“We’re still here,” Kathryn Boyd-Batstone, the filmmaker behind For Rosa, tells Refinery29, referencing our nation’s lack of progress when it comes to reproductive justice. Premiering May 1 on HBO, the short film follows the story of one Latina and her decision to become part of the Madrigal 10, a group of mothers who filed a class-action lawsuit against L.A. County-USC Medical Center in the 1970s, helping to define informed consent and stop the hospital’s eugenics-informed practice of forced sterilizations of women of color.
Although For Rosa takes place some 50 years ago, forced sterilization is hardly a thing of the past. Last year, it was reported that ICE was performing mass hysterectomies on migrant women at one of its Georgia detention centers. The year before, Indigenous women in Canada joined together to sue the country’s national health system, citing documented cases of sterilization occurring up until as recently as 2018. In California, 1,400 women, most of them Black, were forcibly sterilized in prisons between 1997 and 2014. Puerto Rico is still dealing with the legacy of mass sterilizations and the continued disparities around reproductive justice.
For Rosa brings this heartbreaking reality to life. The film takes us back to what happened in Los Angeles when doctors performed tubal litigations on Latinas, specifically mothers undergoing emergency C-sections, targeting them because of their vulnerability and the fact that they were already getting surgery. Sometimes doctors performed these sterilizations without the patient’s knowledge or consent or after coercing women with tactics like withholding pain medication until the mothers-to-be gave their permission for the procedure. According to Boyd-Batstone, the hospital in question in the 1978 Madrigal v. Quilligan case had gotten a “$2 billion grant to help with family-planning and ‘help’ with the rates of Black and brown families in the area.” They did it using English-only forms and nurses with limited Spanish proficiency, pretending that was enough for women many of whom were in active labor to give informed consent. This was during a time in American history when fears of “welfare queens” taking too many resources, Latinas and other women of color having too many babies, and low-income women of color generally taking advantage of the system abounded among many white people.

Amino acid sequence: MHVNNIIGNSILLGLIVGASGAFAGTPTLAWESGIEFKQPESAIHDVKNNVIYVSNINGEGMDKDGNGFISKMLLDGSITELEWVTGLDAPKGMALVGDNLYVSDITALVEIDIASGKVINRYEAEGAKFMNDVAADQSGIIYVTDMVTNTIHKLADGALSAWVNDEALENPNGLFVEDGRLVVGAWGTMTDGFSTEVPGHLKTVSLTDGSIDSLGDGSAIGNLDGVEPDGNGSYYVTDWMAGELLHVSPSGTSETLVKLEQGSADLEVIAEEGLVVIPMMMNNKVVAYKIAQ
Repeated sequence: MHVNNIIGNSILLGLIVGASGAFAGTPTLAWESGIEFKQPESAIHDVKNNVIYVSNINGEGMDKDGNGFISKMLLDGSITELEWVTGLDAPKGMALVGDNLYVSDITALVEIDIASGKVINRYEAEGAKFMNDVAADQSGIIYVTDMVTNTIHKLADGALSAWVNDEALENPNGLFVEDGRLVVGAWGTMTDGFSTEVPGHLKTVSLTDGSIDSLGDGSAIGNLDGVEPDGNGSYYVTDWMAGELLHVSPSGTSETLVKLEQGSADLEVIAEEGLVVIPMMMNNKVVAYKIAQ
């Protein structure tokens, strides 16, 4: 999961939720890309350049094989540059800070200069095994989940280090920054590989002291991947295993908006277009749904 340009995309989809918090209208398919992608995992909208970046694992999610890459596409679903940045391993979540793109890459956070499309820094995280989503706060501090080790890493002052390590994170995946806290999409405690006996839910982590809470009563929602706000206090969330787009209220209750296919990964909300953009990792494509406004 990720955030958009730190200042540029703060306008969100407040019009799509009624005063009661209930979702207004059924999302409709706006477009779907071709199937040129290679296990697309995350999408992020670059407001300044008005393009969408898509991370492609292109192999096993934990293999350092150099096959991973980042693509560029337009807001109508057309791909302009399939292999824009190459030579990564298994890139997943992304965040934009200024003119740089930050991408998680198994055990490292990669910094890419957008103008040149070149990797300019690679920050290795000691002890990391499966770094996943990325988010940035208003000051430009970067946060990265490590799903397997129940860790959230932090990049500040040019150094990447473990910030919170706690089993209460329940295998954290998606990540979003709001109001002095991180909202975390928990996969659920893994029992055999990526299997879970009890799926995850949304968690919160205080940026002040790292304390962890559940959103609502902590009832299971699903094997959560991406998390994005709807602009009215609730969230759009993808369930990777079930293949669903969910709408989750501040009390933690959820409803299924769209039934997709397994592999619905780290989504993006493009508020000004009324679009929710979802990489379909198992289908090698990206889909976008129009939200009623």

While the judge ruled in favor of the doctors, the Madrigal 10 helped to change laws and practices. The California Department of Health revised its sterilization guidelines, and the California State Legislature repealed the state’s sterilization law. This was only possible thanks to the efforts put forth by these courageous women. These 10 Latinas, who’d been sterilized without their consent, risked stigma, shame, and violence to come forward and testify. Their young, Latina attorney Antonia Hernández didn’t let age or lack of resources stop her from taking on this complicated, important case. “She was 26 when she started the case, having just graduated from UCLA, working her first job at the legal aid office,” says Boyd-Batstone. “They weren’t really giving her funding, and she had the conviction to go up against the court system and defend [and organize] these women who are all older than her and have children.”
For Rosa focuses on the women’s decision to take action, despite the risks involved. The film’s heroine Eva, played by Melinna Bobadilla, is a young mother who’s looking forward to having a second kid and feels the pressure to live up to her community’s expectations to have a big family. The filmmakers also paid attention to the discrimination faced by Black and brown women, portraying how women with darker skin and more Afro- or Indigenous features were targeted. Boyd-Batstone, a white woman, says she and Bobadilla had “a lot of discussion” about racism. Bobadilla shared her personal experiences as a Xicana in Hollywood. It was important to both of them that For Rosa was not another “story centered around trauma [and] disparity,” says Boyd-Batstone. Instead, it’s a humanizing look at one woman’s strength and impact: “It doesn't matter what your opinions on reproductive justice or racism [are]. You can connect with [Eva],” adds the filmmaker.
This empathy is key to creating change. At the time, the Madrigal 10 was supported by a mass movement with rallies and protests, featuring Black and brown women on the posters, and magazine articles with titles like “Chicanos for Welfare.” Latinos were coming together to organize at a time in which society was criminalizing them. Together with a few whistleblowers at the hospital, this cross-racial group of plaintiffs, their attorney, activists, and organizers were able to make real change. They didn’t eradicate white fears about changing demographics or even win their court case, but they did make California change its system to better protect the rights of women of color.
For Rosa ends before the court case begins, but Boyd-Batstone reveals she is working on a feature-length film to bring the story of the Madrigal 10 to even more people. As forced sterilizations continue and women’s sexual and reproductive health remains in jeopardy, we need to share these narratives of how individuals and communities came together and made real change. If we forget the history of the Madrigal 10, it’s at our own peril.
Speaking about her granddaughter, one of the real-life Madrigal 10 women Consuelo Hermosillo told NPR, “I want her to have liberty in doing what she wants, going to school wherever she wants, [deciding] how many kids she wants.” It’s a simple wish, and one we are still failing to achieve for far too many women of color.